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A Comparison of Insoles Used to Prevent Neuropathic Diabetic Foot Ulceration

2014-08-27 03:18:29 | BioPortfolio

Summary

Importance of the topic:

Lower extremity amputation is a costly complication of diabetes for both the NHS and the patient. Amputation may be avoided if the preceding foot ulceration can be prevented. One method of reducing the risk of ulceration in the neuropathic foot is through the provision of therapeutic insoles. The type of insole prescribed (prefabricated verses custom made) is currently based on anecdotal evidence. The idea held by many practitioners that the custom made insole is superior in its effect remains speculation, unsupported by the evidence. In the absence of economic analysis, the available data suggests that the custom insole is substantially more expensive to the NHS. This study, to determine which of two types of insole used in therapeutic shoes reduces peak pressure more in the at−risk diabetic foot, is therefore a very important topic and will provide both useful evidence for the NHS podiatry services. It is of course also very important for patients with diabetes as the personal suffering of those undergoing amputation is immense.

The study is a single blind randomised controlled trial comparing custom made with 'off the shelf' insoles.

Description

Aim The study compared custom-made functional insoles with prefabricated insoles for the preventative management of neuropathic diabetic feet, assessing effects on peak pressure, forefoot pressure time integral, total contact area, forefoot rate of loading, duration of load as a percentage of stance, quality of life, perceived foot health and cost.

Method Pilot work investigating the physical properties of materials used to fabricate insoles informed material selection. A single-blind randomised control trial recruited 119 neuropathic participants with diabetes from two Primary Care Trusts and randomly allocated them to either custom-made functional insoles or prefabricated insoles. Data was collected at issue and 6-month follow-up, using the F-scan in-shoe pressure measurement system. Patient perceptions were assessed with the Bristol Foot Score and Audit of Diabetes Dependant Quality of Life. Further analyses were carried out on two subgroups; 1) insole effect on peak pressure in 44 participants with pronated feet, over a 6-month follow-up period; 2) insole durability, investigated in a second subgroup of 60 participants for 12-months. Durability was evaluated in terms of change in insole thickness and reduction in peak pressure.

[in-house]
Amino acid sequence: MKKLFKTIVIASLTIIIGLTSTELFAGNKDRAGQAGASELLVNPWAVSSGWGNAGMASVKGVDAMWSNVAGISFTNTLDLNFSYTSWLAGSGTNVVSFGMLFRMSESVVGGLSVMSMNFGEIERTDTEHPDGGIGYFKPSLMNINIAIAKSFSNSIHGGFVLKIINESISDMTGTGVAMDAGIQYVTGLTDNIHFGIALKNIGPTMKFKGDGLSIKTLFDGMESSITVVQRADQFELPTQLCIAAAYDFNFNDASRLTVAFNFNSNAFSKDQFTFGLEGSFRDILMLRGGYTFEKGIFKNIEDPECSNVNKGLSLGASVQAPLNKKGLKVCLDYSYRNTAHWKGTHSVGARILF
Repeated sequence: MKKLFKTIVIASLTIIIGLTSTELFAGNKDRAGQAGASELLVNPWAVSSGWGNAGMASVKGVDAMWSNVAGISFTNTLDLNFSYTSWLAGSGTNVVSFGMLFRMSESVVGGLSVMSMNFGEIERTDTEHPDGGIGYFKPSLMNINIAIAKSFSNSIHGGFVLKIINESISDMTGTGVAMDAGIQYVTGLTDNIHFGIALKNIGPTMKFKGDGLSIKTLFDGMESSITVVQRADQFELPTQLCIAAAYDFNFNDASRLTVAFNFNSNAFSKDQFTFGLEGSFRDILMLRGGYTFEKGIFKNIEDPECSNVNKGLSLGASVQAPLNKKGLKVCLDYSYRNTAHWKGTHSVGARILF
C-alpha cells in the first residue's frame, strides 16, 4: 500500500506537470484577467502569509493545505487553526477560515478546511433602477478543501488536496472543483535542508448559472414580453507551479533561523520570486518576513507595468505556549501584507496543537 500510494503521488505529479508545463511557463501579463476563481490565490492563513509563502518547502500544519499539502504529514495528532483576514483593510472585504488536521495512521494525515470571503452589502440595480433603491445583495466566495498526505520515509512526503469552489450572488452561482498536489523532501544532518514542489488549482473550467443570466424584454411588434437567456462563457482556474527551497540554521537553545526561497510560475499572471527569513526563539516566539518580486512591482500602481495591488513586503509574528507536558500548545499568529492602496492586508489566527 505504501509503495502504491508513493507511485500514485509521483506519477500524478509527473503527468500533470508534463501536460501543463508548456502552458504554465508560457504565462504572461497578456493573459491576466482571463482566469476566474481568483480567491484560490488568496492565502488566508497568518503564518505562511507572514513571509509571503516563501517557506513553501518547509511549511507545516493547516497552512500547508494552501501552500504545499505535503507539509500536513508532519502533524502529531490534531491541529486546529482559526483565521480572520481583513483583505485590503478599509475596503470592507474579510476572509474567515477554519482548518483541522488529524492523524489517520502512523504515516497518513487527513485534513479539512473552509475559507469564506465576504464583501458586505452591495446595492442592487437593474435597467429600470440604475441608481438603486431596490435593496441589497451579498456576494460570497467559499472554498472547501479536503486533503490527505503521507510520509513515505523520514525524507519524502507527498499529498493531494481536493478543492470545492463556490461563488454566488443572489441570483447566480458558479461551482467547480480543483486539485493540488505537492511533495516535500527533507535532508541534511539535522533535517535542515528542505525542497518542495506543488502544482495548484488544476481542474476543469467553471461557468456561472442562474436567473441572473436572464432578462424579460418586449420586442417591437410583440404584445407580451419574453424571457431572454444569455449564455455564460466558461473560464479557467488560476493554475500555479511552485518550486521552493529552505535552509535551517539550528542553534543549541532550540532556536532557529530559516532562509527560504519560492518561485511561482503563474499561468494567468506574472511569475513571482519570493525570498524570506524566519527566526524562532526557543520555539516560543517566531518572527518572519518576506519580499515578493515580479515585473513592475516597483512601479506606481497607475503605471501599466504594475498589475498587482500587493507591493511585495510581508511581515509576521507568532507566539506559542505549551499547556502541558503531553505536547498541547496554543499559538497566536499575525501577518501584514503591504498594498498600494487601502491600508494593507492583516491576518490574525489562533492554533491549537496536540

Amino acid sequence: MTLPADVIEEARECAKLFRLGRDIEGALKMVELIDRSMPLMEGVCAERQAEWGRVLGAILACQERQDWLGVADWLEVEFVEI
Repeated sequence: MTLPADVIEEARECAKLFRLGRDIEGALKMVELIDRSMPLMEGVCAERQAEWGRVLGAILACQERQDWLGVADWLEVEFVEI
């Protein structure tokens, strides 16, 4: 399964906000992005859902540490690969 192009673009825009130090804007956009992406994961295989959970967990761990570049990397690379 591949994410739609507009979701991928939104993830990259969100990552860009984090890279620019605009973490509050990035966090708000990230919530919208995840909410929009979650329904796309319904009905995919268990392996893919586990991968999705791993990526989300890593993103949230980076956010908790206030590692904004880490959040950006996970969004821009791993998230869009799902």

To increase the robustness of results, data analysis was calculated using three strategies; 1) pure intention-to-treat analysis, including all 119 participants randomised to an intervention; 2) intention-to-treat analysis, using all available data; 3) as-treated analysis, including those participants self-reporting full insole compliance, defined as 60% or more daytime wear.

Study Design

Allocation: Randomized, Endpoint Classification: Efficacy Study, Intervention Model: Parallel Assignment, Masking: Single Blind (Subject), Primary Purpose: Prevention

Conditions

Diabetes

Intervention

Insole

Location

Liskeard Community Hospital
Liskeard
Cornwall
United Kingdom

Status

Completed

Source

University of Plymouth

Results (where available)

View Results

Links

Published on BioPortfolio: 2014-08-27T03:18:29-0400

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Urination of a large volume of urine with an increase in urinary frequency, commonly seen in diabetes (DIABETES MELLITUS; DIABETES INSIPIDUS).

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The state of PREGNANCY in women with DIABETES MELLITUS. This does not include either symptomatic diabetes or GLUCOSE INTOLERANCE induced by pregnancy (DIABETES, GESTATIONAL) which resolves at the end of pregnancy.

Excessive thirst manifested by excessive fluid intake. It is characteristic of many diseases such as DIABETES MELLITUS; DIABETES INSIPIDUS; and NEPHROGENIC DIABETES INSIPIDUS. The condition may be psychogenic in origin.

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